Die alteste Alchemie. Mrs. Ingeborg Hammer-Jensen

1922 Isis  
est possible de lire ce qu'ils ont ecrit et meme de le lire avec plaisir. II y a un bon index, et mon seul regret, c'est que le directeur de cette publication n'ait point songe a faire indiquer pour chaque personnalit6 les notices deja parues, soit dans la Biographie nationale, soit dans la Biographie academique. I1 eut ete facile de le faire tres brievement et cela eut augmente considerablement la valeur pratique de ce manuel. L'Academie fut fondee par MARIE-THARESE en 1772, mais la pericde de
more » ... mais la pericde de creation n'a qu'un interet de curiosite. Ce livre se rapporte donc essentiellement au xixe siecle ou plus exactement a la periode seculaire qui s'acheve en ce moment, mais il nous offre un guide excellent pour l'etude de la pensee scientifique en Belgique durant cette periode. G. S. Mrs. Ingeborg Hammer-Jensen. -Die iilteste Alchemie, 159 p. (Danish Academy of Sciences.) Copenhagen, 1921. In the year 1916, there appeared a short report (1), entitled Deux papyrus a contenu d'ordre chinzique by Mrs. INGEBORG HAMMER-JENSEN, of whom VON LIPPMANN speaks (2) as author of notable philologic works, among others on the Physics of PLATO and on Aristotelian Meteorology. The reviewer, not having the early paper in hand, yet judges from VON LIPPMANN'S quotations that the present little book is a representation and enlargement of certain rather revolutionary views presented at that time, which may be listed as follows: 1. The author still maintains, against the objections presented in VON LIPPMANN'S paper, that BERTHELOT'S idea, and the commonly accepted belief, that alchemy was practised in the Egyptian temples and by Egyptian priests, is untenable. 2. The decree of DIOCLETIAN, expelling the alchemists from Egypt, could not have been issued. 3. The Leyden papyrus X and the Stockholm papyrus have nothing to do with alchemy. 4. The recipes of the papyri could not have succeeded. Ihe first authentic writersfrom ZOSIMOS, onwardshow Gnostic and Neoplatonic influence but no trace of Egyptian origin. The conclusion of the author is that alchemy may be assumed to have begun in, or about, the fifth century of our era and under purely Christian influence.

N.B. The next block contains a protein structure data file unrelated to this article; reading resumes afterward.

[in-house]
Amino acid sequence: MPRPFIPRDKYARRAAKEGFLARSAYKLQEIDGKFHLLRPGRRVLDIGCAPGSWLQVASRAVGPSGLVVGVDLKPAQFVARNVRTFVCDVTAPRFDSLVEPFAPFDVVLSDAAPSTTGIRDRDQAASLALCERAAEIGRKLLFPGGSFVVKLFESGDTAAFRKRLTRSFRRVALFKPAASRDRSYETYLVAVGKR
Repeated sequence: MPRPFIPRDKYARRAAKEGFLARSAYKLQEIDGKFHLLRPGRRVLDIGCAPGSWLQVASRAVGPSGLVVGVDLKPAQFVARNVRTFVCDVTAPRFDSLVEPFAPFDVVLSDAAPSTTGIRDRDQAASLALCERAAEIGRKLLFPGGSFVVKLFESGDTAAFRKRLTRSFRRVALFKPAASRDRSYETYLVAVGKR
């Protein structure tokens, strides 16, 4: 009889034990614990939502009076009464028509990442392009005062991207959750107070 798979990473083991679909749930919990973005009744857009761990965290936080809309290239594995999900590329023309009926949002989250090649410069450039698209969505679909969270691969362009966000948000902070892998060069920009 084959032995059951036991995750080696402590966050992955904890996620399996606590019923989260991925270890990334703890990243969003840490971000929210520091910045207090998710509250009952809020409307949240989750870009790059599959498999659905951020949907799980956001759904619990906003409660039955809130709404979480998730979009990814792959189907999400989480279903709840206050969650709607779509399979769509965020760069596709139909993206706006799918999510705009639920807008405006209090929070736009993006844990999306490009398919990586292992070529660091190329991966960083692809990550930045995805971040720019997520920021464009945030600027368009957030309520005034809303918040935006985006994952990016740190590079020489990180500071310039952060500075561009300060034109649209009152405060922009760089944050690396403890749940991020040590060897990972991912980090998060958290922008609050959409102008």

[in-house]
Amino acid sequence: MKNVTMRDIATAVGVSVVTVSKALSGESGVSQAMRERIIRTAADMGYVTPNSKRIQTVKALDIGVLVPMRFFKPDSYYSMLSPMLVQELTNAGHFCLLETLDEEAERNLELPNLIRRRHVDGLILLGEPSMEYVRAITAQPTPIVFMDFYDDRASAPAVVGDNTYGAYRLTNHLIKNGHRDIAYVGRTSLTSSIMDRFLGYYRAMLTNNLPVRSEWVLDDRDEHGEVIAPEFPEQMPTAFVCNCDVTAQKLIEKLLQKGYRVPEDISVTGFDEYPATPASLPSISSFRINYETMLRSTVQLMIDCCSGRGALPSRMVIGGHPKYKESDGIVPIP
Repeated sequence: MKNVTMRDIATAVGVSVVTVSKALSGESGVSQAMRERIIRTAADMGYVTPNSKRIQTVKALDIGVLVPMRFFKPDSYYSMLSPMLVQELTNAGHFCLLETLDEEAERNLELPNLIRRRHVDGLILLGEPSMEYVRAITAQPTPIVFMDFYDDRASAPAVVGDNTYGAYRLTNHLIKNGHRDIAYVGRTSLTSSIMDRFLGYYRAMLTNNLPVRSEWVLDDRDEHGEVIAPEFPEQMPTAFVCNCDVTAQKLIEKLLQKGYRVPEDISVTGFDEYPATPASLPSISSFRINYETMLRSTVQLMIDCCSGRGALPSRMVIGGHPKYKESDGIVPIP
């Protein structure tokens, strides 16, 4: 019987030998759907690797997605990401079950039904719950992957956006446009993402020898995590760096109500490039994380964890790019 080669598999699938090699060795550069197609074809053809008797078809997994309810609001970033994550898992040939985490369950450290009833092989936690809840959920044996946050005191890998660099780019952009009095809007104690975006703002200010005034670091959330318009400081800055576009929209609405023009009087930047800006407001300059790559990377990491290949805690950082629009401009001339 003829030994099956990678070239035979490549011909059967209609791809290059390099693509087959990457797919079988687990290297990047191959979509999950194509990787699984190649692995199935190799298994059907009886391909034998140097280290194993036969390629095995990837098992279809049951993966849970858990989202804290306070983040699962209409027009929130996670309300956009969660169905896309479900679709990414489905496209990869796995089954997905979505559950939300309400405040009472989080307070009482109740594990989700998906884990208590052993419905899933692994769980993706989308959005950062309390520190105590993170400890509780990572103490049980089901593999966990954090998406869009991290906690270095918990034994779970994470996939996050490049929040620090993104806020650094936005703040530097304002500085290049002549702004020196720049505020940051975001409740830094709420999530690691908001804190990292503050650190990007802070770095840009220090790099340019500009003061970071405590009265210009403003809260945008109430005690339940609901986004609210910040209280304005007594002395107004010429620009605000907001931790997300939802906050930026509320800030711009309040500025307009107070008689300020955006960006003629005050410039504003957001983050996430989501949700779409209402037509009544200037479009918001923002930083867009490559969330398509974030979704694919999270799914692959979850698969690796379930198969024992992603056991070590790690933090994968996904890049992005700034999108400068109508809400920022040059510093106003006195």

doi:10.1086/358092 fatcat:tqi7ja557napbkfvpc6vmpuxuy